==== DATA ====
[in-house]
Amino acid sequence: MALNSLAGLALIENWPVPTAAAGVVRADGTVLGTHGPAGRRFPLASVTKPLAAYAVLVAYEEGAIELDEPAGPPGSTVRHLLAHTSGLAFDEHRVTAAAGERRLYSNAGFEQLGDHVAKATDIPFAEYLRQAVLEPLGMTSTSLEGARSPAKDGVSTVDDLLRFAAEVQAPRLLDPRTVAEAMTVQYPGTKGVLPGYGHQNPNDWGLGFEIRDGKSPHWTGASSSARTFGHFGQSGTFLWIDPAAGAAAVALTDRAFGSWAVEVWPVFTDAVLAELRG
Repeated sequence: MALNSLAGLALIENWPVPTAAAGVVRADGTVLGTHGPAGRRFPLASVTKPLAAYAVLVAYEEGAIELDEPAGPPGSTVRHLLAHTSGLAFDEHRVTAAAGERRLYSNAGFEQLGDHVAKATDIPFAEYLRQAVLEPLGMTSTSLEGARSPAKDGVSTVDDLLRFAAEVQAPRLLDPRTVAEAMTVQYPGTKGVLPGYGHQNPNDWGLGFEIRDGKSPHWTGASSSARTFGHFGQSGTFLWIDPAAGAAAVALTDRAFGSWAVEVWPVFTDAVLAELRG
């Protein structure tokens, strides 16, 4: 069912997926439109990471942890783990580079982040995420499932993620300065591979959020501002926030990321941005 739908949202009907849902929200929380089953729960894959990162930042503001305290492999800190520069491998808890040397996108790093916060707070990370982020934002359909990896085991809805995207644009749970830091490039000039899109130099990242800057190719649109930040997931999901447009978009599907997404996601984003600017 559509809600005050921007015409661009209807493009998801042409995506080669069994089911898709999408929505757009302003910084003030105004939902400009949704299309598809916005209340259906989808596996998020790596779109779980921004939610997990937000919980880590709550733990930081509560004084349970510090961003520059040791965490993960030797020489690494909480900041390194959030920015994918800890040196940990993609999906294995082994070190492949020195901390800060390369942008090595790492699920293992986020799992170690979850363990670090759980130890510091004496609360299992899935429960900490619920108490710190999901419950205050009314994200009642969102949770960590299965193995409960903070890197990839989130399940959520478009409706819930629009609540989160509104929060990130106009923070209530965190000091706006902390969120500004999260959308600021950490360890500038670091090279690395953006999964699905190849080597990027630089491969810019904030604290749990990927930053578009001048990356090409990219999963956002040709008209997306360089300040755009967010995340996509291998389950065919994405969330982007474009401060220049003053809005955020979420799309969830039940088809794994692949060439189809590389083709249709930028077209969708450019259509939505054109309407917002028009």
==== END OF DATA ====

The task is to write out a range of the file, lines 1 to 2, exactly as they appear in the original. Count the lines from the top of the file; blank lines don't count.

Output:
[in-house]
Amino acid sequence: MALNSLAGLALIENWPVPTAAAGVVRADGTVLGTHGPAGRRFPLASVTKPLAAYAVLVAYEEGAIELDEPAGPPGSTVRHLLAHTSGLAFDEHRVTAAAGERRLYSNAGFEQLGDHVAKATDIPFAEYLRQAVLEPLGMTSTSLEGARSPAKDGVSTVDDLLRFAAEVQAPRLLDPRTVAEAMTVQYPGTKGVLPGYGHQNPNDWGLGFEIRDGKSPHWTGASSSARTFGHFGQSGTFLWIDPAAGAAAVALTDRAFGSWAVEVWPVFTDAVLAELRG